Let me give you an example of a letter we received from a candidate just the other day:

“I saw your “ad” on Monster.Com and am interested in your services.  My interests, skills, knowledge and abilities far exceed the law and would welcome the opportunity to discuss alternatices.  Resume attached.”

Beside the obvious typo (I have never discussed “alternatices” with anyone before), and the two less obvious grammatical errors, there is an error in judgment and presentation that would be sure to turn off a potential employer.

By hiring a professional resume writer, you are doing more than just career planning: you are taking an active role in your job search, and eliminating the possibility that a grammatical or strategic error on your resume could be holding you back. Yes, it will cost more money than if you were to sit down at your kitchen table and write it yourself, but you will end up with a presentation-quality resume that is not only completely error free, but which presents your credentials and talents in the best light possible.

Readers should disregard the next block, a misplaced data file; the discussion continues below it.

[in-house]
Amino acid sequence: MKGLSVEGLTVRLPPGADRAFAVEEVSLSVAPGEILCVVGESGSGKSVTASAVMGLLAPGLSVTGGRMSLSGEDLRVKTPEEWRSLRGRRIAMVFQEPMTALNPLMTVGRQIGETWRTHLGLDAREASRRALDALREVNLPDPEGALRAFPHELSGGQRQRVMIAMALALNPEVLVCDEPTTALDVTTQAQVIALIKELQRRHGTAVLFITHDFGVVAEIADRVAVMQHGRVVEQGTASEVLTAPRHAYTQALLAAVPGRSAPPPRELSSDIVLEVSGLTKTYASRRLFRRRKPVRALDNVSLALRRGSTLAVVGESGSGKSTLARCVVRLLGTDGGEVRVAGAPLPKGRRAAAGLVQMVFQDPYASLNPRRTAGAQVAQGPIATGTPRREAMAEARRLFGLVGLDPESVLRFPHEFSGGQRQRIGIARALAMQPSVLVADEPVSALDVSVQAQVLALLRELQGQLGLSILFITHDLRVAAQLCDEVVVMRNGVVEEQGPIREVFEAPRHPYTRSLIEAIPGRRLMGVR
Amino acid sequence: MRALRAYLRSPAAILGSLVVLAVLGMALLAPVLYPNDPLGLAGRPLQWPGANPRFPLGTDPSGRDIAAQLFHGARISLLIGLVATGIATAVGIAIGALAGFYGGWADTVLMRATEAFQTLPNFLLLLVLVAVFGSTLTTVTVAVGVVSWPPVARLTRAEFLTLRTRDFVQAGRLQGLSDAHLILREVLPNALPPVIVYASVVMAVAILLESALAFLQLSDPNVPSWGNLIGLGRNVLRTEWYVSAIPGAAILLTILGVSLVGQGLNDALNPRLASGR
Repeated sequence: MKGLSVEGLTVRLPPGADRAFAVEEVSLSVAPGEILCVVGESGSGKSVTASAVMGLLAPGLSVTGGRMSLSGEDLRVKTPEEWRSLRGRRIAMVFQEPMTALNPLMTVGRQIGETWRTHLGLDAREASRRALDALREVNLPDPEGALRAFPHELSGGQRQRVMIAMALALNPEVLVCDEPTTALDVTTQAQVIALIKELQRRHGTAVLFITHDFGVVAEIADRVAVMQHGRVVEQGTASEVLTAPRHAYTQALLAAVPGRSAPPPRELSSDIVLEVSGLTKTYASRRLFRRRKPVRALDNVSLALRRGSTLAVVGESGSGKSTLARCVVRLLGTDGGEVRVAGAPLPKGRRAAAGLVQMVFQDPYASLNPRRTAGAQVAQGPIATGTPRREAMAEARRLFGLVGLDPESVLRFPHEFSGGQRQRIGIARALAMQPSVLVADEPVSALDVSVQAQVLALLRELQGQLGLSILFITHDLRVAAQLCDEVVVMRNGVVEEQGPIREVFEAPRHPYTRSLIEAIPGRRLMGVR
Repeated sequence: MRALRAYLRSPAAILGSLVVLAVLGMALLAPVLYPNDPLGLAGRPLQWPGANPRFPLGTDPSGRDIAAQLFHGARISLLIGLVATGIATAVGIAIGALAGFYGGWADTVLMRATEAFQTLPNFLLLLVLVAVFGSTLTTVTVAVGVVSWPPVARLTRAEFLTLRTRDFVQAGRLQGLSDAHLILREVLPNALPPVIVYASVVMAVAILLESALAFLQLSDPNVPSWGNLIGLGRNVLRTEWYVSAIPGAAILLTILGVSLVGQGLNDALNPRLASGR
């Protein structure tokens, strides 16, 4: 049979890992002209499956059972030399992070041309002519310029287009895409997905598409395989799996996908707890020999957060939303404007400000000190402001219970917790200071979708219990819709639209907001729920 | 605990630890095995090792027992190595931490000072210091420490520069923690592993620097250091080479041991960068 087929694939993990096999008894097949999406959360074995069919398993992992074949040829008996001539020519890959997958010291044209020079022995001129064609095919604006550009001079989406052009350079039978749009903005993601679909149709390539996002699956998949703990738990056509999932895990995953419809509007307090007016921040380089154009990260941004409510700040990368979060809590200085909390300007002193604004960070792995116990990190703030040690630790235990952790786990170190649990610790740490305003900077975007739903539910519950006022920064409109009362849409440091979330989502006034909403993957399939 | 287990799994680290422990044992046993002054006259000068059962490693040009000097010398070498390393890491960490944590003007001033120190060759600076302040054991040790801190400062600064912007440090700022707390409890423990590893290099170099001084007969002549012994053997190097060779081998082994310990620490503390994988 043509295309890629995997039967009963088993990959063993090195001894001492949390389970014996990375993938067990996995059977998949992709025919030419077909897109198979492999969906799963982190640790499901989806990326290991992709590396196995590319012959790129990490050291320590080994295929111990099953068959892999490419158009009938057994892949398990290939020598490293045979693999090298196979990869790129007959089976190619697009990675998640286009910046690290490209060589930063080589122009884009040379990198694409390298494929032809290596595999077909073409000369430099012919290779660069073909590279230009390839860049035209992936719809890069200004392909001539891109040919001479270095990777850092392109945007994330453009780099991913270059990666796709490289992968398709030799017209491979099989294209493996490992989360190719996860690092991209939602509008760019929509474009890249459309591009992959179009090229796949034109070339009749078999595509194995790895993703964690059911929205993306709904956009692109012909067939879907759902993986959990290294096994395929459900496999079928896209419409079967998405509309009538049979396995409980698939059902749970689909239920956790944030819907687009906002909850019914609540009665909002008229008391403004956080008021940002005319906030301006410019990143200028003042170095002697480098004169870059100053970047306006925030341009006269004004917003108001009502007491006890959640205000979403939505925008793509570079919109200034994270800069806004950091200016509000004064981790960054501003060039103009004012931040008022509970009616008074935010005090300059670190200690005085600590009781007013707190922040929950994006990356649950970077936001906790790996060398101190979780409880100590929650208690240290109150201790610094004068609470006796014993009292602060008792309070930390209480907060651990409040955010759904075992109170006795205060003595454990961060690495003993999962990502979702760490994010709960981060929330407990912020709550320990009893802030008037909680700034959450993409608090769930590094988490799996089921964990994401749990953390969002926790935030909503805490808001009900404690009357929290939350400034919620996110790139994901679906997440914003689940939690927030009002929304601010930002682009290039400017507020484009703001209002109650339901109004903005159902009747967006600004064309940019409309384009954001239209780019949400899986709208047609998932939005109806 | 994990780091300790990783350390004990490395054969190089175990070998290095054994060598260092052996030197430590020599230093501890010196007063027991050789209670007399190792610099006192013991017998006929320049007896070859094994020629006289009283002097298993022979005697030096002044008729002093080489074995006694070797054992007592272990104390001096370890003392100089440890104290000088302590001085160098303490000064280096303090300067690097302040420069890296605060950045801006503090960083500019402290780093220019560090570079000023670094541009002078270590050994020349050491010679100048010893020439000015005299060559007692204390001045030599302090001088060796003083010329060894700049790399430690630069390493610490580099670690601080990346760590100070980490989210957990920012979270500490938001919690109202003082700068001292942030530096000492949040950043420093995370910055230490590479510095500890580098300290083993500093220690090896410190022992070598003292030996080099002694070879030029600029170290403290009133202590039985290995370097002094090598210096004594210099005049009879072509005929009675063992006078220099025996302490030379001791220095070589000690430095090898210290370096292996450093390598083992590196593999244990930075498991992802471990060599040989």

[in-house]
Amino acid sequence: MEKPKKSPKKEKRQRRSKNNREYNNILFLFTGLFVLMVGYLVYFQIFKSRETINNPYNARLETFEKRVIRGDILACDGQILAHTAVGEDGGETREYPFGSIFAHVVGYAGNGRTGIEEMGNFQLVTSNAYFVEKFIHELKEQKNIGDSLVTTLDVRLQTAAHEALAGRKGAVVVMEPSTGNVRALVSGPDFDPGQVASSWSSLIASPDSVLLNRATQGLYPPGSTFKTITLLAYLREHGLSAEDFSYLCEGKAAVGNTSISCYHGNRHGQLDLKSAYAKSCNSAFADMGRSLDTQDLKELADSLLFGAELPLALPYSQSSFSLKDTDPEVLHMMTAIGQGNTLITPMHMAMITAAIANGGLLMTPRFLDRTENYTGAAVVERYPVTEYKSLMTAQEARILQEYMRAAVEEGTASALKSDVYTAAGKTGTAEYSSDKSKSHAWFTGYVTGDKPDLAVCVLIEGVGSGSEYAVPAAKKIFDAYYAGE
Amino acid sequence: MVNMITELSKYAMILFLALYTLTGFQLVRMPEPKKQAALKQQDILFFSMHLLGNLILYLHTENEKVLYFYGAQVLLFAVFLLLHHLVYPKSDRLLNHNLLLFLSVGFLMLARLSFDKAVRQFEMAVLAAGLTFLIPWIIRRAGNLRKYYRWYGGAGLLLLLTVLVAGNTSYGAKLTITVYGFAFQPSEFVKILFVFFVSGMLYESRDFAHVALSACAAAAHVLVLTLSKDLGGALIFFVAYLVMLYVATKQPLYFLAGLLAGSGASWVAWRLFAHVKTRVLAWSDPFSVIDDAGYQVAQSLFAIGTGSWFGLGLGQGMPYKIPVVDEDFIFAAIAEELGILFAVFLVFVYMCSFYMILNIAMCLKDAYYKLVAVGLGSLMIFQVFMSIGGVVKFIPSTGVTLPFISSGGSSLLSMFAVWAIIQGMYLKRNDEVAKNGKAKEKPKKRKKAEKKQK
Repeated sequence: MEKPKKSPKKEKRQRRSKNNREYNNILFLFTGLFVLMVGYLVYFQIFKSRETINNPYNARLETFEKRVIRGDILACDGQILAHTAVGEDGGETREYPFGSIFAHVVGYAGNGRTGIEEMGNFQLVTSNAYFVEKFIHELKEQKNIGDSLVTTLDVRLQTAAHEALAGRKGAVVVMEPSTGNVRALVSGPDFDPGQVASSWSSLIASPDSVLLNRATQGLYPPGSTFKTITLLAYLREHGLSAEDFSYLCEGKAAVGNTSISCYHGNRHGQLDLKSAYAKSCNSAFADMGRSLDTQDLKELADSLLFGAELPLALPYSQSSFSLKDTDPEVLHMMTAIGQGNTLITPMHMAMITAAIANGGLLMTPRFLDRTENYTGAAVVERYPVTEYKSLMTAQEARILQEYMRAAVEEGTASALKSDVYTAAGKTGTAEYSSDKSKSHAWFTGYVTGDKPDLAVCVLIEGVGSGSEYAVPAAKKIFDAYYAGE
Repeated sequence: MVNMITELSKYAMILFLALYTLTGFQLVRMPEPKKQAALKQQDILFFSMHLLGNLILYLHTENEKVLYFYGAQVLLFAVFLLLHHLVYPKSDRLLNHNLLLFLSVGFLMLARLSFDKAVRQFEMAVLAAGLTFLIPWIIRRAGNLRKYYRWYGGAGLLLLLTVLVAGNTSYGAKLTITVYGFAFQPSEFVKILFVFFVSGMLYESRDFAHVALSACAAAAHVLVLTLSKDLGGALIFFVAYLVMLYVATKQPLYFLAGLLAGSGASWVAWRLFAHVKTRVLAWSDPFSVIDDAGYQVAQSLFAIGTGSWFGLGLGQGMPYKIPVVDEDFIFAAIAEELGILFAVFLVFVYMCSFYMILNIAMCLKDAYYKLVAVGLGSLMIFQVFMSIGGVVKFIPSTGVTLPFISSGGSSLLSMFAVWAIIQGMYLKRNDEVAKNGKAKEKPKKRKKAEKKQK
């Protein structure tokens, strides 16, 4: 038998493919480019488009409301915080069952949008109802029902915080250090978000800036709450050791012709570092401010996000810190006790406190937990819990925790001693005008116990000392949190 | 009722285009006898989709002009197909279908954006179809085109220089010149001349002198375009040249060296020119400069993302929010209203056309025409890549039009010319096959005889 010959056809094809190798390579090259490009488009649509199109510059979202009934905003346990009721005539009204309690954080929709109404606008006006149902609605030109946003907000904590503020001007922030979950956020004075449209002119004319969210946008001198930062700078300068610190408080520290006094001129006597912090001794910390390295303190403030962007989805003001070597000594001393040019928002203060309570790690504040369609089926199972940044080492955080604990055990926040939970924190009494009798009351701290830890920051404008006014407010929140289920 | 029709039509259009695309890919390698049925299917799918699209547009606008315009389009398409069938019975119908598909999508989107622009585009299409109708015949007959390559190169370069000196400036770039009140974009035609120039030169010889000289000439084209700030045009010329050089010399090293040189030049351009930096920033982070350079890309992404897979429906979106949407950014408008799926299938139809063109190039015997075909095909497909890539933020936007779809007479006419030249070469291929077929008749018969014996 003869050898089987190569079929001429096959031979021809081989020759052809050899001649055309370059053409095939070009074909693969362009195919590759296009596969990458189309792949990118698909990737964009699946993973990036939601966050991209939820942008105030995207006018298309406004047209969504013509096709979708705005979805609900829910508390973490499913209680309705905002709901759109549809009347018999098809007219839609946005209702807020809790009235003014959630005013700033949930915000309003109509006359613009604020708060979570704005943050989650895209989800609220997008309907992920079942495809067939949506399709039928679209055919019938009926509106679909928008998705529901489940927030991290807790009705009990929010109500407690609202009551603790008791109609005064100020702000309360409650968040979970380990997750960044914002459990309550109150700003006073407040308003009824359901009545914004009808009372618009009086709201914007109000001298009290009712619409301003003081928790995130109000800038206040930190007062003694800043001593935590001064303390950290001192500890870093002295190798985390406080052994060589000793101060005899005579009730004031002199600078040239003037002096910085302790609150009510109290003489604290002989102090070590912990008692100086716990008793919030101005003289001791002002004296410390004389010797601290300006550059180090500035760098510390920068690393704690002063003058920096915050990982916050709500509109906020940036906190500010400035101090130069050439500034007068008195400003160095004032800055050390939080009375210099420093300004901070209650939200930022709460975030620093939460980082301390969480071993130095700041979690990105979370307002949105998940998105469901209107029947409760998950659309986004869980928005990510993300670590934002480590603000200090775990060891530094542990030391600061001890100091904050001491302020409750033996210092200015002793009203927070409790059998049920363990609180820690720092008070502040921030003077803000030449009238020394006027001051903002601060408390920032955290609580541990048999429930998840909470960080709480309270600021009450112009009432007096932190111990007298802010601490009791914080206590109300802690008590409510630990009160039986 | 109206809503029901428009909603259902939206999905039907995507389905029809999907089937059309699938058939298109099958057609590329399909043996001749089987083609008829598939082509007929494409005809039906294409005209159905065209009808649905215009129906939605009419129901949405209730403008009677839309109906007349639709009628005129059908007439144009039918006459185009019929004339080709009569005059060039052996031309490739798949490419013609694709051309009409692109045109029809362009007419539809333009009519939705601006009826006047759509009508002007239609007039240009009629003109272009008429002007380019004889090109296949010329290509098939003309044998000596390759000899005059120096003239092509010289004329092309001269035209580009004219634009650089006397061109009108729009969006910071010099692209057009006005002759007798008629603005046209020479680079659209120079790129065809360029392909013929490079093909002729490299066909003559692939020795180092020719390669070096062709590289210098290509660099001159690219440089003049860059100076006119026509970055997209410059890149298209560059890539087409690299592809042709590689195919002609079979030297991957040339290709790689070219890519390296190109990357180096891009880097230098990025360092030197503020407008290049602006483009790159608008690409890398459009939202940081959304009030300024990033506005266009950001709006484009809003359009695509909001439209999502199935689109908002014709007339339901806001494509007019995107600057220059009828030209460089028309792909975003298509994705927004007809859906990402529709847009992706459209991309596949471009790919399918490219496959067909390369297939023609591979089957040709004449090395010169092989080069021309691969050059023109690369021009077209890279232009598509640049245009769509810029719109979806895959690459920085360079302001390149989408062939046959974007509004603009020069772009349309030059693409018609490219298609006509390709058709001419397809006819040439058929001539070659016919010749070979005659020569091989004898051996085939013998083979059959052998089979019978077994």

You can work with your resume writer to customize resumes and cover letters for each individual job to which you apply. Tailoring your paperwork to match the specific criteria of each job that you are applying for will go a long way toward getting you noticed by the hiring managers.

When you work with a professional to highlight only your relevant work history, it will look like you spent your entire life concentrating on building your skills in that particular discipline or practice area. Although a professional resume writer will cost money up front, it is a small investment that can help you secure a six-figure job more quickly, and it will pay for itself many times over.

Hundreds Attend NYS Bar Career Conference

CSI’s switchboard is jammed!

Hundreds of attorneys attended the New York State Bar Association’s annual career conference held in New York City on January 25, 2010. Many hundreds more participated in the event, which was simulcast on the web.

Career Strategies founder Bruce Blackwell was one of several panelists. His presentation contained solid information about job search methods and issues in this shaky economy. As a result, the switchboard at Career

Strategies has been overloaded with calls.

“The response has been much more than gratifying,” said Mr. Blackwell, who added that because of the volume of calls and emails that have been flooding in, “it has been hard for us to get back to everyone as quickly as we would like.” He asks callers and emailers to please be patient, and assures them that their inquiries will be followed up as quickly as possible.